Objectives The aim of this study was to evaluate right ventricular (RV) and left ventricular function and pulmonary circulation in chronic mountain sickness (CMS) patients with rest and stress echocardiography compared with healthy high-altitude (HA) dwellers. Background CMS or Monge's disease is defined by excessive erythrocytosis (hemoglobin >21 g/dl in males, 19 g/dl in females) and severe hypoxemia. In some cases, a moderate or severe increase in pulmonary pressure is present, suggesting a similar pathogenesis of pulmonary hypertension. Methods In La Paz (Bolivia, 3,600 m sea level), 46 CMS patients and 40 HA dwellers of similar age were evaluated at rest and during semisupine bicycle exercise. Pulmonary artery pressure (PAP), pulmonary vascular resistance, and cardiac function were estimated by Doppler echocardiography. Results Compared with HA dwellers, CMS patients showed RV dilation at rest (RV mid diameter: 36 ± 5 mm vs. 32 ± 4 mm, CMS vs. HA, p = 0.001) and reduced RV fractional area change both at rest (35 ± 9% vs. 43 ± 9%, p = 0.002) and during exercise (36 ± 9% vs. 43 ± 8%, CMS vs. HA, p = 0.005). The RV systolic longitudinal function (RV-S′) decreased in CMS patients, whereas it increased in the control patients (p < 0.0001) at peak stress. The RV end-systolic pressure-area relationship, a load independent surrogate of RV contractility, was similar in CMS patients and HA dwellers with a significant increase in systolic PAP and pulmonary vascular resistance in CMS patients (systolic PAP: 50 ± 12 mm Hg vs. 38 ± 8 mm Hg, CMS vs. HA, p < 0.0001; pulmonary vascular resistance: 2.9 ± 1 mm Hg/min/l vs. 2.2 ± 1 mm Hg/min/l, p = 0.03). Both groups showed comparable systolic and diastolic left ventricular function both at rest and during stress. Conclusions Comparable RV contractile reserve in CMS and HA suggests that the lower resting values of RV function in CMS may represent a physiological adaptation to chronic hypoxic conditions rather than impaired RV function. (Chronic Mountain Sickness, Systemic Vascular Function [CMS]; NCT01182792).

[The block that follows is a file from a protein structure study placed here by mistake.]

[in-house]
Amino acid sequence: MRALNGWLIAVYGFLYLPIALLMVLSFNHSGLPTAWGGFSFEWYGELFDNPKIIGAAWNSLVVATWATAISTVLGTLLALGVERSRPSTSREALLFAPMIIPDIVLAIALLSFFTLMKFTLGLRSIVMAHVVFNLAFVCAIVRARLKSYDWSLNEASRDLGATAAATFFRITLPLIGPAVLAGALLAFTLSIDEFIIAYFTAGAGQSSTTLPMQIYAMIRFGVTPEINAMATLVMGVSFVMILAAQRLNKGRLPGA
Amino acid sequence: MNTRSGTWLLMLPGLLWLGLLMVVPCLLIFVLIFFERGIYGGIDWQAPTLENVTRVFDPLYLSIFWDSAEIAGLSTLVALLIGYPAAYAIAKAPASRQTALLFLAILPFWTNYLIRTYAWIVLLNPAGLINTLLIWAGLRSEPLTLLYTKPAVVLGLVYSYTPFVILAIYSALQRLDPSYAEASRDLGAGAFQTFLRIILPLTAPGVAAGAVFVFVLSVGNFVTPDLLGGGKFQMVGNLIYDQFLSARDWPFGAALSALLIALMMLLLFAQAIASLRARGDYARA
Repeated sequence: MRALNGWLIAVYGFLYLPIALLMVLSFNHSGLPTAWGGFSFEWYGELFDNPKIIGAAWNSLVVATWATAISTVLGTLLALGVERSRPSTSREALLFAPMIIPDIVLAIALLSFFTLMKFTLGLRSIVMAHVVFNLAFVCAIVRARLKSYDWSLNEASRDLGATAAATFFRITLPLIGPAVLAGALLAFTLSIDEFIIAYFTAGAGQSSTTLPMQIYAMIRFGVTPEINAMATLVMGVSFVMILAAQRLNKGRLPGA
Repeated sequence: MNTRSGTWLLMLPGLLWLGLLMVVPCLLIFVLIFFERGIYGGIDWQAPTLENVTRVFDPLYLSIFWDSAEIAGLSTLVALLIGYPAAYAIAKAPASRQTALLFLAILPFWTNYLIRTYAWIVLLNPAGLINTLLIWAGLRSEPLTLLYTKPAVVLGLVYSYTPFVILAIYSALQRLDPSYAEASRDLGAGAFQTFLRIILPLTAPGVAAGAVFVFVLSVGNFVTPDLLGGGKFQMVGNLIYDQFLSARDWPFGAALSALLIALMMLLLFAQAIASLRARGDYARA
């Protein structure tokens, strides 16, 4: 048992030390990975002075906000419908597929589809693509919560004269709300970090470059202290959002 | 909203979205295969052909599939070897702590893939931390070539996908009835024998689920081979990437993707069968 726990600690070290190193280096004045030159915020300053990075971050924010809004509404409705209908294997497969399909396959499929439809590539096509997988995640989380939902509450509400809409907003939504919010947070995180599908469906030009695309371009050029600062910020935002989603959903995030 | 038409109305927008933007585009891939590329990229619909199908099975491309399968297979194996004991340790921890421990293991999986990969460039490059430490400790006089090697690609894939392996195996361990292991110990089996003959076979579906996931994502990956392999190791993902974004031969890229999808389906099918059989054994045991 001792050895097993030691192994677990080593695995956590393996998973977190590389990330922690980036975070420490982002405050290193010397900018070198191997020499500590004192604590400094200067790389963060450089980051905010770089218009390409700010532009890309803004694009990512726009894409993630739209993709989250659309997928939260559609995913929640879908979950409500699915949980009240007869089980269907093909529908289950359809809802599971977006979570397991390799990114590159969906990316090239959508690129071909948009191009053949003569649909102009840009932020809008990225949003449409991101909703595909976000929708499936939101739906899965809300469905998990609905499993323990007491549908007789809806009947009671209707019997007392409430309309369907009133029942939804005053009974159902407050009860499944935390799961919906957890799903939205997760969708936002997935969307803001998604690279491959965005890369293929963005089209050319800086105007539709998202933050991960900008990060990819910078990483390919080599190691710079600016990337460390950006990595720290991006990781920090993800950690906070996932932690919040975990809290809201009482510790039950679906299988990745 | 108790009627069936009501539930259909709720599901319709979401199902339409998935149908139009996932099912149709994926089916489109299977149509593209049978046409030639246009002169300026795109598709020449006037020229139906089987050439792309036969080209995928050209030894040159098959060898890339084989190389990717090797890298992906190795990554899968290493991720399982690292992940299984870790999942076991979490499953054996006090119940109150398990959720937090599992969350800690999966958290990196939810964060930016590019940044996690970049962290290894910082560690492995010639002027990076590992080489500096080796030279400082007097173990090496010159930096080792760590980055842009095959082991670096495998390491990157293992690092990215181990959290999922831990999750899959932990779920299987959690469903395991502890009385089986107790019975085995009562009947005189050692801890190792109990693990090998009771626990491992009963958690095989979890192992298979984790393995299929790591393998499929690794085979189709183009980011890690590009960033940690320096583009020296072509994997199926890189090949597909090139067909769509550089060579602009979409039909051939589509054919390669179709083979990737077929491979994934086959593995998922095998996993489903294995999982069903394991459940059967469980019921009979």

Browne V.A.,University of Colorado at Denver | Julian C.G.,University of Colorado at Denver | Toledo-Jaldin L.,Instituto Boliviano Of Biologia Of Altura | Cioffi-Ragan D.,University of Colorado at Denver | And 2 more authors.
Philosophical Transactions of the Royal Society B: Biological Sciences | Year: 2015

Evolutionary trade-offs required for bipedalism and brain expansion influence the pregnancy rise in uterine artery (UtA) blood flowand, in turn, reproductive success. We consider the importance of UtA blood flow by reviewing its determinants and presenting data from 191 normotensive (normal, n = 125) or hypertensive (preeclampsia (PE) or gestational hypertension (GH), n = 29) Andean residents of very high (4100-4300 m) or low altitude (400 m, n = 37). Prior studies showthat UtA blood flowis reduced in pregnancies with intrauterine growth restriction (IUGR) butwhether the IUGRis due to resultant fetal hypoxia is unclear. We found higher UtA blood flow and Doppler indices of fetal hypoxia in normotensive women at high versus low altitude but similar fetal growth. UtA blood flow was markedly lower in early-onset PE versus normal high-altitude women, and their fetuses more hypoxic as indicated by lower fetal heart rate, Doppler indices and greater IUGR. We concluded that, despite greater fetal hypoxia, fetal growth was well defended by higher UtA blood flows in normal Andeans at high altitude butwhen compounded by lower UtAblood flowin early-onsetPE, exaggerated fetal hypoxia caused the fetus to respond by decreasing cardiac output and redistributing blood flow to help maintain brain development at the expense of growth elsewhere. We speculate that UtAblood flowis not onlyan important supply line but also a trigger for stimulating the metabolic and other processes regulating feto-placentalmetabolismand growth. Studies using the natural laboratory of high altitude are valuable for identifying the physiological and genetic mechanisms involved in human reproductive success. © 2015 The Author(s) Published by the Royal Society. All rights reserved.